Indeed, countless millions of individuals have benefited: “The fact is that between 1800 and 1950 the proportion of the world’s population living in dire poverty was cut in half, and then it was cut in half again from 1950 to 1980.” That amazing achievement came about not through socialism but through the free market.
It is passiveness and covetousness that the Bible condemns. Thus, “ownership as a form or mode of stewardship that itself results from creativity is another matter altogether. Christianity has never taught that wealth as such is evil but warned, instead, against the vices of intemperance, over-indulgence, greed, and acquisitiveness.”
While the religious leftists want to denigrate the free market in all its forms, they need to learn from history: “The fact is, many of the wealthy among us – brilliant and productive entrepreneurs, capitalists, investors – have participated in the creation of the world as we know it, with many benefits for those who are not accounted rich.”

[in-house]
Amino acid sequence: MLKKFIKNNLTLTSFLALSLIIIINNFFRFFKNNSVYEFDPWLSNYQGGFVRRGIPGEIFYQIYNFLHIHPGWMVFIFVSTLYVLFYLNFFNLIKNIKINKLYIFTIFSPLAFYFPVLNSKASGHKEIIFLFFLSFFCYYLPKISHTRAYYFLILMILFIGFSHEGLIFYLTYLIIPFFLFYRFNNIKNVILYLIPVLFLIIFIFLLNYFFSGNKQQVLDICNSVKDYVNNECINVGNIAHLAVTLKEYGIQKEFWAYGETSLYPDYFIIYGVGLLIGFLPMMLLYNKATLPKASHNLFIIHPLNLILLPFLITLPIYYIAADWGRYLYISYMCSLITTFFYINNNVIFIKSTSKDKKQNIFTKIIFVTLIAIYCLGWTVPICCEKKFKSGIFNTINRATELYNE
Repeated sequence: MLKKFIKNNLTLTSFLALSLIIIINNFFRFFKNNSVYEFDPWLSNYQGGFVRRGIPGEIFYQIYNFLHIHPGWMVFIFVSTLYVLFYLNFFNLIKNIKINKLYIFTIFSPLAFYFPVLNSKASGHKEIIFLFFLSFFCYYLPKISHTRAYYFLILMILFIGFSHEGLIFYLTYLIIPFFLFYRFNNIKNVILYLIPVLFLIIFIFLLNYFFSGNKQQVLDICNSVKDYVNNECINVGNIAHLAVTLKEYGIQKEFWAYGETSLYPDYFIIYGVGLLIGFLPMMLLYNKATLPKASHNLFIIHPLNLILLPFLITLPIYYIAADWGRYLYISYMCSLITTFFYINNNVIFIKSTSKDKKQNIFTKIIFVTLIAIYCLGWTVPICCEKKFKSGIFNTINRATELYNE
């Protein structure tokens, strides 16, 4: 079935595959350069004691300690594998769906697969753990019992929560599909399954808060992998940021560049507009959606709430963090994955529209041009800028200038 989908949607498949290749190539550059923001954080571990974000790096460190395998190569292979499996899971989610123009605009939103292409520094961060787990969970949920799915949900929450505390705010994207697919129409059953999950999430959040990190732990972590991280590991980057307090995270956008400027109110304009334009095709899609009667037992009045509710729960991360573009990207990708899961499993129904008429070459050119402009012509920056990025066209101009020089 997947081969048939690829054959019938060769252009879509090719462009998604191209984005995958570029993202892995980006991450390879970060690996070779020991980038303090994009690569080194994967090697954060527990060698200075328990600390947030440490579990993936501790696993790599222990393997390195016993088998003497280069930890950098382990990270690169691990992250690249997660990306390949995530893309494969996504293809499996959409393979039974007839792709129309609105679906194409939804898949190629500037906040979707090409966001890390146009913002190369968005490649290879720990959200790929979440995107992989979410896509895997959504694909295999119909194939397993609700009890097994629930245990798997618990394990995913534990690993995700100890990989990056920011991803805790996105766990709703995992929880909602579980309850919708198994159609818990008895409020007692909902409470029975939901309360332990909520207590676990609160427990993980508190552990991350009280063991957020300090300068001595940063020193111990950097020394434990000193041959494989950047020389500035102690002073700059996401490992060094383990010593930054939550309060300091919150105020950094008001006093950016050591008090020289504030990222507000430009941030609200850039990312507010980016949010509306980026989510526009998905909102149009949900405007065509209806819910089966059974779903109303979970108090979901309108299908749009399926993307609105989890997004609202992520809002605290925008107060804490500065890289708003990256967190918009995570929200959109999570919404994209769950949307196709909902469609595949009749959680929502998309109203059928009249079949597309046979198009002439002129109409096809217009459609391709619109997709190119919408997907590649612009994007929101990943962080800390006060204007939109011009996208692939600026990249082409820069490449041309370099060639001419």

Yes, the desire for more and more material goods must always be guarded against. But railing against the wealthy who have often helped to raise the standard of living for the masses is not what we should concentrate on: “Jesus’ conflicts with the rich were due more to their arrogance and pride than to their wealth; he condemned them for their disdain or disregard for the poor, rather than for their holdings.”
Too many Christians have some very foggy notions about what the Bible in general and Jesus, in particular, have to say about wealth, work and economics. A volume like this will go a long way in dispelling some of that moral and mental cloudiness.